Sustainable investing offers another way to manage risk in portfolios without limiting performance. In fact, over a one-year period, the S&P 500 ESG index has returned 20.25%, while the S&P 500 index has only had returns of 16.39%, according to S&P Dow Jones Indices.
One challenge with sustainable investing is that ESG scoring is primarily based on historical information. Data on issues such as greenhouse gas emissions, labor practices, and board composition may help identify today’s ESG leaders and laggards, but those rankings don’t necessarily reveal how companies might respond to sustainability challenges and opportunities in the future, according to FlexShares.
Thus it is important to look at both a company’s ESG track record and indicators of its ability to handle future sustainability issues.
There are three methods that can help gauge how companies are positioned relative to sustainability issues over the long term.
First, analyzing future carbon risk. Climate change is forcing the world to transition to a low-carbon economy. How this transition might hurt or help a company’s performance depends on its exposure to climate- and carbon-related risks, according to FlexShares.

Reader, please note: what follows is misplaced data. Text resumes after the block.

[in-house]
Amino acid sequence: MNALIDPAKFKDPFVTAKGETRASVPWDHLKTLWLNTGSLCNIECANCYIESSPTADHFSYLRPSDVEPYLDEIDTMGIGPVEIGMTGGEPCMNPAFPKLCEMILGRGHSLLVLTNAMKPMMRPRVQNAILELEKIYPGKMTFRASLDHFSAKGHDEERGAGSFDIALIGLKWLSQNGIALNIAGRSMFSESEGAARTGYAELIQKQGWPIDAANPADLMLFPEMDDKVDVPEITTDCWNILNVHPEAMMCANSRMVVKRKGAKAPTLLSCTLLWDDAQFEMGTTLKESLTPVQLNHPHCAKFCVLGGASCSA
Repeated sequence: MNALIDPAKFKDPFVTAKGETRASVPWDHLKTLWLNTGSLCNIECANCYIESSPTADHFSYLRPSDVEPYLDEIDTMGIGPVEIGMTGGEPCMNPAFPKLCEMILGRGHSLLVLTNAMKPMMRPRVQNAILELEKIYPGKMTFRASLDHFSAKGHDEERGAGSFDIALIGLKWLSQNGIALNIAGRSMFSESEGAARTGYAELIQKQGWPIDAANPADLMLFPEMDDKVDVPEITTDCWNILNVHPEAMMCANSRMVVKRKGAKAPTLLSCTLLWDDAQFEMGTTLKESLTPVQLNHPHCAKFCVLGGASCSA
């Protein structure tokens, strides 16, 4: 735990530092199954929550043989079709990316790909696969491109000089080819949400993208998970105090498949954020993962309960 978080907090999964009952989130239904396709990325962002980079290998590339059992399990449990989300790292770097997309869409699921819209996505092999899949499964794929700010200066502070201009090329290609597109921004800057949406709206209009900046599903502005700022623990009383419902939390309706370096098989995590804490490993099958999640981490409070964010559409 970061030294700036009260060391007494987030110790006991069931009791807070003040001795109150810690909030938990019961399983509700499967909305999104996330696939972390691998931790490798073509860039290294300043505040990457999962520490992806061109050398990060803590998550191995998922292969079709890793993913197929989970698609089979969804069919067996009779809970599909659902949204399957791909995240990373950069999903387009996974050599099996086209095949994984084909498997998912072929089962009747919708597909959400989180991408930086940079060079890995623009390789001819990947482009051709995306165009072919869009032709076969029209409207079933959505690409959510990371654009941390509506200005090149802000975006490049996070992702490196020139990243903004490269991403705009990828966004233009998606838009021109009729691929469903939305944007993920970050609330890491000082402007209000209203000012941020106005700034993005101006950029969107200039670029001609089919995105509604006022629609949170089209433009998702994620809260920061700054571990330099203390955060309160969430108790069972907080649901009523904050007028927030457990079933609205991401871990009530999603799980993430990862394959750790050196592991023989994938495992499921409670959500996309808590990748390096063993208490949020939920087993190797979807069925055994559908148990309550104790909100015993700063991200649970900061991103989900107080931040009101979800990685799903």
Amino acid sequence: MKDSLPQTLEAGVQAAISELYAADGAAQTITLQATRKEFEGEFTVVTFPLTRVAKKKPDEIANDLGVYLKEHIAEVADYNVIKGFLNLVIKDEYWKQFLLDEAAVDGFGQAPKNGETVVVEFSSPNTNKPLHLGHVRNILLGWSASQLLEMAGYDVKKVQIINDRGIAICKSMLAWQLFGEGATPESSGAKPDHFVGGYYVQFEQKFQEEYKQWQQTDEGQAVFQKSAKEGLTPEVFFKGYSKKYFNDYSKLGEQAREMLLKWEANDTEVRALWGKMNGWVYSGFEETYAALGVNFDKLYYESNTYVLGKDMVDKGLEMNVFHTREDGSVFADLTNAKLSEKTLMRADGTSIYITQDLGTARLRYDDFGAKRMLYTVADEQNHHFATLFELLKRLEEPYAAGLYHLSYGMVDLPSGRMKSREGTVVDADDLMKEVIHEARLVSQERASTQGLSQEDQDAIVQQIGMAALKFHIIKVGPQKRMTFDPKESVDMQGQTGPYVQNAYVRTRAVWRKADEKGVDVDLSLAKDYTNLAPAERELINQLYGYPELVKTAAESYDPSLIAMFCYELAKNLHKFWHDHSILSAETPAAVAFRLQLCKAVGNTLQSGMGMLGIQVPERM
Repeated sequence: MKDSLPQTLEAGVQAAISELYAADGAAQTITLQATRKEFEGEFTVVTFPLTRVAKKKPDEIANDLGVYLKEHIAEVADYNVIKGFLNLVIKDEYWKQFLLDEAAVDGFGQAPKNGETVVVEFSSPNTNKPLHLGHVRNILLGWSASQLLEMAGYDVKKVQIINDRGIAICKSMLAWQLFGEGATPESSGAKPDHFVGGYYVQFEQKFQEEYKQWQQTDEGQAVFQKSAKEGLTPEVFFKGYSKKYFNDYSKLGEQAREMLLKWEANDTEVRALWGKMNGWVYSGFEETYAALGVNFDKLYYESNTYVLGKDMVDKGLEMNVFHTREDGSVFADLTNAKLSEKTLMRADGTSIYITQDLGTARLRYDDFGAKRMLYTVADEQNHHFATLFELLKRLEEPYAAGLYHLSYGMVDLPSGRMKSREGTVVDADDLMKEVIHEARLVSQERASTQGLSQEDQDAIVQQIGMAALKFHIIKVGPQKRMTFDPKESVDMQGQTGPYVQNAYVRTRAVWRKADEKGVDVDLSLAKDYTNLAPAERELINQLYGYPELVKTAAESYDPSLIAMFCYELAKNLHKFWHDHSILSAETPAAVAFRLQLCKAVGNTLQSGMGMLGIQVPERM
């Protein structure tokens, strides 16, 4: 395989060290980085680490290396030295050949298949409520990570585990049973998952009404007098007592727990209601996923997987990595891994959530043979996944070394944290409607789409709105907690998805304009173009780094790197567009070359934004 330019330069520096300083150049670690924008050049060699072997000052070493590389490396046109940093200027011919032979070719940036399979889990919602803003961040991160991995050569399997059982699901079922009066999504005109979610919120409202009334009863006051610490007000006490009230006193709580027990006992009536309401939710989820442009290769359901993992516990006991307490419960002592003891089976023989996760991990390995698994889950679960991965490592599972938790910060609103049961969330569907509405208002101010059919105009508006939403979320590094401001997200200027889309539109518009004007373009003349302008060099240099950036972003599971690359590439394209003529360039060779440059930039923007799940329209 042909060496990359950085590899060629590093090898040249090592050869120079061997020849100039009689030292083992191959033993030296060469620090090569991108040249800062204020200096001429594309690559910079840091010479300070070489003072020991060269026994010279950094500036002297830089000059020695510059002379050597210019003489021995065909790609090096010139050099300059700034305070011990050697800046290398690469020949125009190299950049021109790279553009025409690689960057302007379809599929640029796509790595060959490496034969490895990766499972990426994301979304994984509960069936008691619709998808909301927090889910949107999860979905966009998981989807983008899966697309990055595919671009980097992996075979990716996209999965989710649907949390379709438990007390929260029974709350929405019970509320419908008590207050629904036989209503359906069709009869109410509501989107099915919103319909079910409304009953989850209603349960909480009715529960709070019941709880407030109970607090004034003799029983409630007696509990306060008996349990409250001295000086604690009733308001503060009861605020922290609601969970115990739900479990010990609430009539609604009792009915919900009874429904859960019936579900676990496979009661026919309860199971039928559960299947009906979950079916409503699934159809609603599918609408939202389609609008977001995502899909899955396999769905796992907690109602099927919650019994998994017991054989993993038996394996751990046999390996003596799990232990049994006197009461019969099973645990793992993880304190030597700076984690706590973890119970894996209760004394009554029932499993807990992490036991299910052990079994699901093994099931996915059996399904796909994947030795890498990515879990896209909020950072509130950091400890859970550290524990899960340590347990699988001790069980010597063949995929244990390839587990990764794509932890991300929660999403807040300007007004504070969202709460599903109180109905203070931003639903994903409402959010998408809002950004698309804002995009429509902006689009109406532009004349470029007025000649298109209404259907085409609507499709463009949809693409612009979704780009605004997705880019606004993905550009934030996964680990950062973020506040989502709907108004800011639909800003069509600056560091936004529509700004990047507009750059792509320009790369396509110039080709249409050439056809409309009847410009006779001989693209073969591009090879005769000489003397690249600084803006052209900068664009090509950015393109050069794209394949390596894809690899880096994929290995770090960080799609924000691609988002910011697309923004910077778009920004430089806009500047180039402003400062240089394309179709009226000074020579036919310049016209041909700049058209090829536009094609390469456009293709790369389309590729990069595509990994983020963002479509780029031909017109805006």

FlexShares’ ESG & Climate strategies start with historical analysis of a company’s carbon intensity by measuring exposure to fossil fuel assets like oil, gas, and thermal coal that may become “stranded” in the future, as well as carbon footprint, as measured by greenhouse gas emissions.
Second, emphasizing corporate governance, strong corporate governance is critical for financial management, according to FlexShares. It can also signal how effectively a company is managing sustainability issues.
Governance indicators include management’s identification of sustainability issues that represent material risks or opportunities; a clear oversight framework for managing those issues, and disclosure of key metrics; and adherence to best practices in financial reporting, board independence, and shareholder rights.
Third, using a consistent, forward-looking risk assessment framework for all ESG issues.
The recommendations from the Task Force on Climate Related Financial Disclosures (TCFD) established a series of best practices for companies to manage and mitigate their climate-related risks, according to FlexShares.
The core elements of this framework examine a company’s governance and oversight of climate risk; acknowledge the climate-related risks and opportunities the company has identified, and describe the company’s strategy for resiliency; how a company is identifying and managing risks related to their business; and disclosure of metrics and targets to manage these risks.
FlexShares offers a variety of sustainable investing strategies, including the FlexShares ESG & Climate US Large Cap Core Index Fund (FEUS), the FlexShares ESG & Climate Developed Markets ex-US Core Index Fund (FEDM), the FlexShares ESG & Climate High Yield Corporate Core Index Fund (FEHY), and the FlexShares ESG & Climate Investment Grade Corporate Core Index Fund (FEIG).
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